Has anyone ever told you that skipping breakfast causes weight gain by slowing down your metabolism? Well, the next time someone does, you can tell them that claim is a bunch of baloney. According to the New York Times’ Ask Well blog, the notion that breakfast is essential for good health dates back to the 1920s. During that time, Edward Bernays, a public relations consultant for a pork company, created a nationwide media campaign to encourage the public to eat breakfast, particularly bacon and eggs. Americans, it seems, were receptive to the message that hearty comfort food first thing in the morning was a recipe for wellness. Even scientists got on board: in the following decades, observational studies consistently found that people who ate breakfast weighed less.
So, what’s the problem, you ask? These observational studies merely showed a correlation between eating breakfast and being leaner—they did not show that eating breakfast caused people to be leaner. Maybe people who regularly ate breakfast tended to have other healthy habits, like exercising more or smoking less, that helped them be more fit. In fact, that now appears to be the case. Controlled studies that have randomly divided people into breakfast-eating and breakfast-skipping groups have demonstrated somewhat conclusively that eating breakfast is not the cause of staying trim. So much for the bacon-and-egg–weight loss connection. Nonetheless, while it doesn’t seem to be a necessity for good health, there’s nothing wrong with eating a nutritious breakfast every morning, or even indulging in a greasy diner breakfast on special occasions.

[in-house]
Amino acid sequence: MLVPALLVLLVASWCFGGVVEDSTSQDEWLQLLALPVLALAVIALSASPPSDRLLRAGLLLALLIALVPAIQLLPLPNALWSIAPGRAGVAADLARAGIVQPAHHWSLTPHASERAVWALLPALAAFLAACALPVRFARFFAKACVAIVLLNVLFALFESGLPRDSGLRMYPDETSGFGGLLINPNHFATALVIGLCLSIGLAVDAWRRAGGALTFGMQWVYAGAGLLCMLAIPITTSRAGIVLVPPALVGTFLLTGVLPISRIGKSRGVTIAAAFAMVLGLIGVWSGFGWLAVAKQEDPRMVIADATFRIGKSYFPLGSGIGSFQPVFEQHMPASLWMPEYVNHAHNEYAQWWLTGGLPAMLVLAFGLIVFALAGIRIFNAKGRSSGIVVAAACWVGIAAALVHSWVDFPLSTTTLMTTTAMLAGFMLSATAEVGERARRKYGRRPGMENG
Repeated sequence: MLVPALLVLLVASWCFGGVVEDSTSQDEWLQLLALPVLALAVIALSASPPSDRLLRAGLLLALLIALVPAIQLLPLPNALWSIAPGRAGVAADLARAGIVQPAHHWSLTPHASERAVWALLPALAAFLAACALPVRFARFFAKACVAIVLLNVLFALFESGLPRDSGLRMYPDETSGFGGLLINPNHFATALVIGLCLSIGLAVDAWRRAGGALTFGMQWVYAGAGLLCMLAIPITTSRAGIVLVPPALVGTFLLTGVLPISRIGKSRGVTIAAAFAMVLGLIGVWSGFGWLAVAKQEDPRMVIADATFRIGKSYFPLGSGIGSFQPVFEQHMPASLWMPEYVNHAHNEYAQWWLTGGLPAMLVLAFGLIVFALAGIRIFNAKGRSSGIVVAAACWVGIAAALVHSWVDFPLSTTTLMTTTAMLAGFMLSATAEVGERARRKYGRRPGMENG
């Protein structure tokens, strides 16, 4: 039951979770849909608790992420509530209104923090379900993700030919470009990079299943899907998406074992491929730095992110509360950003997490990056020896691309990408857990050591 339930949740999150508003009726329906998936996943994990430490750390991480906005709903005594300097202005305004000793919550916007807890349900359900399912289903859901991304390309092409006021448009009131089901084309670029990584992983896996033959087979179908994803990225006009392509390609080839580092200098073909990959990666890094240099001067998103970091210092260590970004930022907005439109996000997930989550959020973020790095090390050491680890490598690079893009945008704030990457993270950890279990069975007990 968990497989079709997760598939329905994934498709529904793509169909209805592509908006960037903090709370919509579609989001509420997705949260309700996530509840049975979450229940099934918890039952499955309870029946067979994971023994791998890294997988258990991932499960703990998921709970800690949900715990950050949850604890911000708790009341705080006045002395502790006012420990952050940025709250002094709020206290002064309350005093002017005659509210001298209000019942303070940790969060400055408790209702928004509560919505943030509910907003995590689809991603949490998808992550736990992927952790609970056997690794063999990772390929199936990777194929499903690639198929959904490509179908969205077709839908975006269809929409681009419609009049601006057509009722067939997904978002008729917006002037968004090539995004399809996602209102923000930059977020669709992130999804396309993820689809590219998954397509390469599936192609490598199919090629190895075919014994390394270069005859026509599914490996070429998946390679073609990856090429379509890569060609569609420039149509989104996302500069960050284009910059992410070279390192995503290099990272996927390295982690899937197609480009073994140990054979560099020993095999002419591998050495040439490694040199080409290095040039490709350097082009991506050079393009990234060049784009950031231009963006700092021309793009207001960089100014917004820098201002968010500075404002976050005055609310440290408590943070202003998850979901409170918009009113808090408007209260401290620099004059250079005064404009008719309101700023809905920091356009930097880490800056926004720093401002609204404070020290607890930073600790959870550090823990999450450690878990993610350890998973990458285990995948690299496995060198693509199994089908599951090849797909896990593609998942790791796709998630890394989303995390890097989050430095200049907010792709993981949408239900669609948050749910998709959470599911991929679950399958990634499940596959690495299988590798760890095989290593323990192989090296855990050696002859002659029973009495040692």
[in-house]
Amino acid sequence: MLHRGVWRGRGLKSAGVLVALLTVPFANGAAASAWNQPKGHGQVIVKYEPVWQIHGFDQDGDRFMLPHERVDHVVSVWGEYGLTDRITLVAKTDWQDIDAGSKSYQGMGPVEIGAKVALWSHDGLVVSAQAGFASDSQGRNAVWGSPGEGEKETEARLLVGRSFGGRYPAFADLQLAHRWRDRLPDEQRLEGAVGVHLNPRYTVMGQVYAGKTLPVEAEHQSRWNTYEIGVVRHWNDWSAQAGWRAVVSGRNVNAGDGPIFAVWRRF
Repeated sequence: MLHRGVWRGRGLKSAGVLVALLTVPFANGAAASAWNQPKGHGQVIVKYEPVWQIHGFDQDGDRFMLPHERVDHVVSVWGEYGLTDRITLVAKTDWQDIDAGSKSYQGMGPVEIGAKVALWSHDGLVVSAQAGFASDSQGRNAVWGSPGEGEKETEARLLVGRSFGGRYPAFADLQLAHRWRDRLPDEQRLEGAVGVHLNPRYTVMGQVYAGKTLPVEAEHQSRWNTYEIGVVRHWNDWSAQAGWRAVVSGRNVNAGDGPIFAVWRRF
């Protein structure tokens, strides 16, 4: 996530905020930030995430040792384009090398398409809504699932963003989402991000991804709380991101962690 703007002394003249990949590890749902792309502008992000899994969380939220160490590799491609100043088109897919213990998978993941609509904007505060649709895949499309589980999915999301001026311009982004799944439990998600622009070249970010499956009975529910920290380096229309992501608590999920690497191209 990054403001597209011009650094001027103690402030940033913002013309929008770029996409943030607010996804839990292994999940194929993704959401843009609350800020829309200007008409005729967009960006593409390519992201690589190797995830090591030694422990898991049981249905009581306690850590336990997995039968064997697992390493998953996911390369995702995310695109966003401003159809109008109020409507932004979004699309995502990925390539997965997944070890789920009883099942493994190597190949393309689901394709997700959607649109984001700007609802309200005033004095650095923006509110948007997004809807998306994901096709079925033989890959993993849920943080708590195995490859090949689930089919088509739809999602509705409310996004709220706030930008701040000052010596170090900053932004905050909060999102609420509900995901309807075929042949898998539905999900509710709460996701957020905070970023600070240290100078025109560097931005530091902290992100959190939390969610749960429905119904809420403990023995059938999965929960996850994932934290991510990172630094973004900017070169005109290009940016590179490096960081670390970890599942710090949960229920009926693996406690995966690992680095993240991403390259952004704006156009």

Source: New York Times